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Intercom Systems New York
“We really didn’t know what we needed, but were sure that our security system was terrible and that we needed help. Parker came in and designed a perfect, multi-service security system for us in a remarkably efficient manner.”
Manhattan, NY  

Security Alarm Systems

Say goodbye to the conventional key! With burglaries happening every few seconds, controlling who has access to your home or office is a key factor in the prevention of theft of merchandise and information. Apart from keeping unwanted people out, access control systems are a great way for monitoring the time habits of your personnel. With properly selected and installed Access Control Systems, you have the ability to "close off" restricted areas from all individuals who do not have the necessary security clearance.

We have the know how to install any system from standalone swipe card systems to keypads, from controllers to fingerprint readers, from magnetic stripe card readers to PIR request to exit and software controlled proximity readers run on a PC, you can completely control the access to all parts of your building or home, with the ability to add, delete, and replace cards whenever the need arises. Parker Custom Security holds a large variety/inventory of access control systems. Contact us for more information.

Parker Custom Security installs a wide range of Access Control Systems including:

The Five Basic Components of an Access-Controlled Door


The Reader is located outside the protected or secured area, usually on the handle side of a door, but, depending on your application, can be installed on poles, mullions and other locations. The reader is the method of identification, either by an 'Access Card' and/or a PIN code. Access readers come in two basic concepts: Proximity and Magnetic-Stripe, and both can include a keypad for entering a PIN. Here are two examples, but remember that readers come in many shapes, sizes and configurations.

Proximity card readers produce a magnetic field that surrounds the device. When a proximity card is passed through this field, a coil in the card "energizes" a transmitter that modulates the magnetic field. The card’s identification is interpreted by the reader. No physical interaction is required between the card and the reader.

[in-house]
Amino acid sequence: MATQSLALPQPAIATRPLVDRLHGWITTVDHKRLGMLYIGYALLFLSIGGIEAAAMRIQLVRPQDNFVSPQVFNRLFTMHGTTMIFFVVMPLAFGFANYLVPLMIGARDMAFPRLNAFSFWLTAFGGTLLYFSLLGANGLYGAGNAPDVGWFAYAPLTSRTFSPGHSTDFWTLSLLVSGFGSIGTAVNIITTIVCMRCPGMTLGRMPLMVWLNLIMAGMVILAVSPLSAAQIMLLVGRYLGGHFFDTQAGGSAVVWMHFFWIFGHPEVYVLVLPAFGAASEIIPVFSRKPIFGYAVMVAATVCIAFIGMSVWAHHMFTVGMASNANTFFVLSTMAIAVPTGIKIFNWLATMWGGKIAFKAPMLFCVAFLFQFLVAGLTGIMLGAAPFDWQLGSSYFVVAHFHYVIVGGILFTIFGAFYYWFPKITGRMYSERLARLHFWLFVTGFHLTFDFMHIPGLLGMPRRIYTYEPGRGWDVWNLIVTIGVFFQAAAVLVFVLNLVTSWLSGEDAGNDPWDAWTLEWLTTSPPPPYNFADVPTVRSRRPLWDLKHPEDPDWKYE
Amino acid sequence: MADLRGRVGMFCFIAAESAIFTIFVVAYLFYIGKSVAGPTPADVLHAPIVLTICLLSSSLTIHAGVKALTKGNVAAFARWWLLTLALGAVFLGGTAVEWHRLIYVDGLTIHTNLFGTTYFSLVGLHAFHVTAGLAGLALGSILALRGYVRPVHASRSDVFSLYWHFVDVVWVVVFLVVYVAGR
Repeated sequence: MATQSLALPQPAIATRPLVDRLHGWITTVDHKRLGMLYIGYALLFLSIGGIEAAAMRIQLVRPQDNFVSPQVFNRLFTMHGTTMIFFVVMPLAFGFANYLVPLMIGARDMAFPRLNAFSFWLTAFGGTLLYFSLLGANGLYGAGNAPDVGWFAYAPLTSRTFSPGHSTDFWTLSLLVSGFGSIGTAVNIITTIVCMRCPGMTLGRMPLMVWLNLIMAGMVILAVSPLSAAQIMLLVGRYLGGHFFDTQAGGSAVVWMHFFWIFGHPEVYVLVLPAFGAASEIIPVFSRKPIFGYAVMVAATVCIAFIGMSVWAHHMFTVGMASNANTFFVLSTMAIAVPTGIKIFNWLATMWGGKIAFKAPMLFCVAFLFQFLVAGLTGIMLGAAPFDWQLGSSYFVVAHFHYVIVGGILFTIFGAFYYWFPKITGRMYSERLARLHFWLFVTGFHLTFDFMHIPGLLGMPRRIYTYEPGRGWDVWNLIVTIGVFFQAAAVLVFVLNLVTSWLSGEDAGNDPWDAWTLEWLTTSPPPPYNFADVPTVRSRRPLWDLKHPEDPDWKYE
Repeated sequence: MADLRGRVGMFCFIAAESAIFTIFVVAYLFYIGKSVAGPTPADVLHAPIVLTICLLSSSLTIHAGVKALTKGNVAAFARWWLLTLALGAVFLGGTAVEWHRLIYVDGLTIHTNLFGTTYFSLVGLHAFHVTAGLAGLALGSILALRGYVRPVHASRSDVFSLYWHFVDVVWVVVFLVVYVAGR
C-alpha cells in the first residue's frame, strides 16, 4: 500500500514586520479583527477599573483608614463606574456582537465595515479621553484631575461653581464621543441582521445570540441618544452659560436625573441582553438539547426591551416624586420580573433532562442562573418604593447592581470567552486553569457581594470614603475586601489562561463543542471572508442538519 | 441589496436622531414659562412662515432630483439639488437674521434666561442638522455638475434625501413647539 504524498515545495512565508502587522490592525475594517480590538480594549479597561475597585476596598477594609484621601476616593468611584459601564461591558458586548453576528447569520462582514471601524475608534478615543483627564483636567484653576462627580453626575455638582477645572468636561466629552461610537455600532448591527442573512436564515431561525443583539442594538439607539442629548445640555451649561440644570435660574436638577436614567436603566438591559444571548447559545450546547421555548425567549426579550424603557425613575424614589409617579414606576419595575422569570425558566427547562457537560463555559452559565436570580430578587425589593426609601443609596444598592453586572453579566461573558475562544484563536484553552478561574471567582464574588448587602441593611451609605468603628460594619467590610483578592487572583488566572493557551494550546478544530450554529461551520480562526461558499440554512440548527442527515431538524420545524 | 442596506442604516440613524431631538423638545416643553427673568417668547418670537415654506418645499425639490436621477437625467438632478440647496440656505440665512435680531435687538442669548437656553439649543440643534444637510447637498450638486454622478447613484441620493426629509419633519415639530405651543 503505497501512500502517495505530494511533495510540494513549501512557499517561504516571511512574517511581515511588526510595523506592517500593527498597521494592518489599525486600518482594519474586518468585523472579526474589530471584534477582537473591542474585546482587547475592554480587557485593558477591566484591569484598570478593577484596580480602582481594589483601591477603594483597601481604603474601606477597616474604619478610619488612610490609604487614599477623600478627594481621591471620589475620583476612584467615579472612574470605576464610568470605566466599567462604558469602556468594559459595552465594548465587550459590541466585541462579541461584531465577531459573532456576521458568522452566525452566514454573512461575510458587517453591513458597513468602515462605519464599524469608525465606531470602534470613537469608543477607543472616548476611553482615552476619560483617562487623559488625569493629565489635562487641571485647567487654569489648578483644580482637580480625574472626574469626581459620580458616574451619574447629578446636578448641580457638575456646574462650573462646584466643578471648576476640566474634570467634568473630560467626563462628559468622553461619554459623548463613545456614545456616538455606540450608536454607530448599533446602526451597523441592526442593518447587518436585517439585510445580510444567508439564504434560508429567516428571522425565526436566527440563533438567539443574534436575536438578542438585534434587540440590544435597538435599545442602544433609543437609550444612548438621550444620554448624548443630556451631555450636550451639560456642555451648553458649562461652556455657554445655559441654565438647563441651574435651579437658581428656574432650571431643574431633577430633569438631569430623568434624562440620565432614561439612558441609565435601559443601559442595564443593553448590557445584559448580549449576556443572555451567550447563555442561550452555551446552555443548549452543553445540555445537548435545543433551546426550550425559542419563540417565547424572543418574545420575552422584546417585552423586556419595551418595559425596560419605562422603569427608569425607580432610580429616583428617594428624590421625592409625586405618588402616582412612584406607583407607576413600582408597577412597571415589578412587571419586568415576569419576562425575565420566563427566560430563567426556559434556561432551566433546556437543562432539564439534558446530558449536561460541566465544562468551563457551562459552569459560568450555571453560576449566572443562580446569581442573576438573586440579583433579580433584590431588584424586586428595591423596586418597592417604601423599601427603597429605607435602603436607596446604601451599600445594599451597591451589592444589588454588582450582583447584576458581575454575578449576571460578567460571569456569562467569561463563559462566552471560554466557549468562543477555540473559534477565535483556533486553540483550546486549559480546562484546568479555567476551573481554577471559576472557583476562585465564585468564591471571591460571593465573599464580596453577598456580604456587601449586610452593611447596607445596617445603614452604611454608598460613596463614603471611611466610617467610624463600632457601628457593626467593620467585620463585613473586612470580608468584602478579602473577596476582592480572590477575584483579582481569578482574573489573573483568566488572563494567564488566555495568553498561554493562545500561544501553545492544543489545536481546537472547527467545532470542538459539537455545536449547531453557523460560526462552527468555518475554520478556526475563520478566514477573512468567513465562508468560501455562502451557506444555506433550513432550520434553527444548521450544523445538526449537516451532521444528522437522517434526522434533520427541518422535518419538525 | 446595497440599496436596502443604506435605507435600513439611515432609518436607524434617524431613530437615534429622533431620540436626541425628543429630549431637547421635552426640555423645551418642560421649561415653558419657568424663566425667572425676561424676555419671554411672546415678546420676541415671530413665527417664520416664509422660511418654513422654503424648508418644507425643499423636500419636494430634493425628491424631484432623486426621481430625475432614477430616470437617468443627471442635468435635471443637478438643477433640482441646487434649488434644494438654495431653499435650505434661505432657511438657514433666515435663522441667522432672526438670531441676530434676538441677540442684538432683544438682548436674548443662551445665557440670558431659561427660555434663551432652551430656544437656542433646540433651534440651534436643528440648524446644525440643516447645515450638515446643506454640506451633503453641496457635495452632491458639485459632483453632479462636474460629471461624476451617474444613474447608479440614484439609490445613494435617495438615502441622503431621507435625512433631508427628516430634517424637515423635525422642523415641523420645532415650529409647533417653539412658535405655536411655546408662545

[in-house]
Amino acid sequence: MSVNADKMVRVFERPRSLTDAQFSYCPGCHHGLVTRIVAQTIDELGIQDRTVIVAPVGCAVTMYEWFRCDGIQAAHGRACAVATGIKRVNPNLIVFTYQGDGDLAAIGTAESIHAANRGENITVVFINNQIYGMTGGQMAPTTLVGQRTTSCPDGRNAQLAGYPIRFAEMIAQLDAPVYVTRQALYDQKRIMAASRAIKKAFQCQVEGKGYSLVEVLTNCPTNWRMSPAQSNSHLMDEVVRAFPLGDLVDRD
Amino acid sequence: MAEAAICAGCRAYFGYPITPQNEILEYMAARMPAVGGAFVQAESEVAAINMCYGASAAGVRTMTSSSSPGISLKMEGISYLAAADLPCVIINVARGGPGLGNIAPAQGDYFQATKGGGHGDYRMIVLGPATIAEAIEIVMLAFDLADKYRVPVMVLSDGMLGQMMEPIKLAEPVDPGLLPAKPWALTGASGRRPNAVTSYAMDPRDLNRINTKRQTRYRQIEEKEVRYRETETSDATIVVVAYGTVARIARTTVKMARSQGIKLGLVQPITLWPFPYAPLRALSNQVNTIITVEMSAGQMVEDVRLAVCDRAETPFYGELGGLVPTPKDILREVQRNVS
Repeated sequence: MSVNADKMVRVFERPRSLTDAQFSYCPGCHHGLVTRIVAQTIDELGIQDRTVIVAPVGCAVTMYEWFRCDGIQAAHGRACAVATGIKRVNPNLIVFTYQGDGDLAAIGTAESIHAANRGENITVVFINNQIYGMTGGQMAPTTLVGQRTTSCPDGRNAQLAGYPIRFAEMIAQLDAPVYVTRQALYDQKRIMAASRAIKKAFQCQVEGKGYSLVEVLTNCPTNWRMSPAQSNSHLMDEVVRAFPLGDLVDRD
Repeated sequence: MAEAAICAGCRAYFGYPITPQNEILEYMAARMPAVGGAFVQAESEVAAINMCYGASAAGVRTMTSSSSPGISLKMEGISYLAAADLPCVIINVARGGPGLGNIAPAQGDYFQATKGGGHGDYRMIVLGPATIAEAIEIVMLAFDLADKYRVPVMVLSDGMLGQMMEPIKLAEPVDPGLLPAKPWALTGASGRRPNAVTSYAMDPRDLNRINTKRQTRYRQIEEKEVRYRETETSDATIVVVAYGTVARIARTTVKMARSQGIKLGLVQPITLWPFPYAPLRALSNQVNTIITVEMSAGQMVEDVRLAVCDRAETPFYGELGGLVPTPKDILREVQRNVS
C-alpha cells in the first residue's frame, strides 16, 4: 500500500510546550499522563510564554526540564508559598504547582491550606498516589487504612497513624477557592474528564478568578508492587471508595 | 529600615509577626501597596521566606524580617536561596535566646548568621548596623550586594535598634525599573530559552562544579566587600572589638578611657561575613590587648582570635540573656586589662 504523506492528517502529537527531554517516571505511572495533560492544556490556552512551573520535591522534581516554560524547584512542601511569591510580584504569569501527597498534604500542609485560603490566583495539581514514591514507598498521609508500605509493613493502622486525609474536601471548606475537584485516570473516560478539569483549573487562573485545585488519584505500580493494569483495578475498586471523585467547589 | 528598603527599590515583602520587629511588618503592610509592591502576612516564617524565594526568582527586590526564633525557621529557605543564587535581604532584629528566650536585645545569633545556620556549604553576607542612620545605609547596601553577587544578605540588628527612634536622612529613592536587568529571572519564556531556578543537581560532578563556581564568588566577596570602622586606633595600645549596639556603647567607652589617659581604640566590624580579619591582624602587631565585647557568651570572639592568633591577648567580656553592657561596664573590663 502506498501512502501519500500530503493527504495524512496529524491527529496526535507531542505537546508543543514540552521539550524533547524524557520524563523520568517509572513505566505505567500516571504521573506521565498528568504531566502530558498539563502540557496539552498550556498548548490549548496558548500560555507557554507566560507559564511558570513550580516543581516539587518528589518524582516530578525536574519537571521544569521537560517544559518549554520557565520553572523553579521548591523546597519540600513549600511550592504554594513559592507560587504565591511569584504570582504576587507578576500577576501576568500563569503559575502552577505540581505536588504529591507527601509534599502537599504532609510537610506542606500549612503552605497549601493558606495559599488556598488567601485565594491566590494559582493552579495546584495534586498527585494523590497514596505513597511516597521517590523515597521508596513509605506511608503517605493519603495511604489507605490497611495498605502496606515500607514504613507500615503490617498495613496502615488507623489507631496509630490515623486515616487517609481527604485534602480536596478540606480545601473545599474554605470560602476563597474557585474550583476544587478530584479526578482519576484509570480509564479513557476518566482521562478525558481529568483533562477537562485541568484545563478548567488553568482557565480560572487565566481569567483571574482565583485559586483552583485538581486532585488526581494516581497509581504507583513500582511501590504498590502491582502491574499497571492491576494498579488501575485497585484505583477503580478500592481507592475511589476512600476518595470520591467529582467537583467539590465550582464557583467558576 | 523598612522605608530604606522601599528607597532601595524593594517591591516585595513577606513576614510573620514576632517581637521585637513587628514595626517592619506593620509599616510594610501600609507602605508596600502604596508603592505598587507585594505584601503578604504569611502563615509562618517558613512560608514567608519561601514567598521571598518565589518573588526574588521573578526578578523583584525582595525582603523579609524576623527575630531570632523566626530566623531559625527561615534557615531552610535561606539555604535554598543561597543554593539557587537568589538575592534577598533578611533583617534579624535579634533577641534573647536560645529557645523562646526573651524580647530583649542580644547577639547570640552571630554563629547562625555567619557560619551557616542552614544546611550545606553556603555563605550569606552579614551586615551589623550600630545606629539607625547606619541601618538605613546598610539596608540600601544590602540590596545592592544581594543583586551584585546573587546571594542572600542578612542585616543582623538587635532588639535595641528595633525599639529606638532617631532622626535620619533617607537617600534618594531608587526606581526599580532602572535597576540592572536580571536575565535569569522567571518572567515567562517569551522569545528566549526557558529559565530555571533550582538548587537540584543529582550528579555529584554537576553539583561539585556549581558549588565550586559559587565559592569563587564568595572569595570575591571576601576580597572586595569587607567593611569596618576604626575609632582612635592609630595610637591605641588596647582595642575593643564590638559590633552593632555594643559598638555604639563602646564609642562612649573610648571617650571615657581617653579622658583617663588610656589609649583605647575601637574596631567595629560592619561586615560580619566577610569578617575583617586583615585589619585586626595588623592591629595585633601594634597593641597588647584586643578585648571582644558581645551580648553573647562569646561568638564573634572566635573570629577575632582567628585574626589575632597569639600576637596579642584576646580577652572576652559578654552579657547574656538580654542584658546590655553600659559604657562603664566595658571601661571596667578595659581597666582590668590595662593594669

Magnetic Stripe readers are similar to your bank or credit cards. A stripe of magnetic material is impregnated on the card and is encoded with the identification data. The reader "reads" this data as you swipe the card through the slot on the reader.


The locking device is, of course, very important to Access Control. These devices need to be as or more secure than a typical door lock. Locking devices also have to meet Fire and Safety codes. The most common locking devices are the Electric Strike and the Electromagnetic Lock.

Electromagnetic locks use a very efficient electrical magnet to keep the door closed. The large "magnet" is installed on the doorframe, and the "plate" is installed on the door. Though the electromagnet takes very little power, it has a very strong holding power, requiring several thousand pounds of pressure to open. These locks are used where control of entry AND exit is required.

An Electric Strike is installed in the doorframe, where the latch bolt is located. The 'keeper' remains locked in place, which keeps the door closed and locked. When the strike is energized, it releases the keeper, allowing the door to be pulled open. This type of strike does NOT prevent people from exiting, only entering, and therefore is not subjected to the same degree of fire and safety regulations.


The door status device’s function is to simply report if the door is open or closed. The panel processes this information accordingly. Magnetic door contacts, just like the ones used in burglar alarm applications, are used for this purpose.


The Request to Exit device is located on the inside of the protected door. Its primary function is to advise the system that a person is leaving through the door. The purpose of this action is to bypass the door status input (more on this later) so that the opening of the door will not cause an alarm condition. In the case of an Electromagnetic lock, it will also release the door. These devices come in a variety and shapes and forms, though the most popular is the motion detector type.

The Infrared Motion detector works similar to a motion detector used in burglar alarm applications; they detect movement by measuring changes in infrared heat energy. These units are designed to detect movement within tight parameters in front of the door, so that people passing by are not causing the device to trigger. No intervention is required by the person exiting.

The Exit Button, located near the door, requires the person exiting to actively intervene in the exiting process. This applies with high security applications, or where incidental pedestrian traffic would make a motion detector inappropriate.


The access control panel is the heart of the access control system. It is here that access decisions are made, not at the front-end computer. This is referred to as a "distributed database architecture," in that all user and access data is stored in all panels within the system. Most panels have connections for readers, door locking devices, door status inputs and request to exit inputs. All panels will communicate with the software computer by means of communication loops, TCP/IP network protocols and/or a combination of both, depending on requirements.

Typical Access Control panel. This sample has inputs and outputs to accommodate four controlled doors, plus eight additional inputs for alarms, and four outputs for auxiliary functions.

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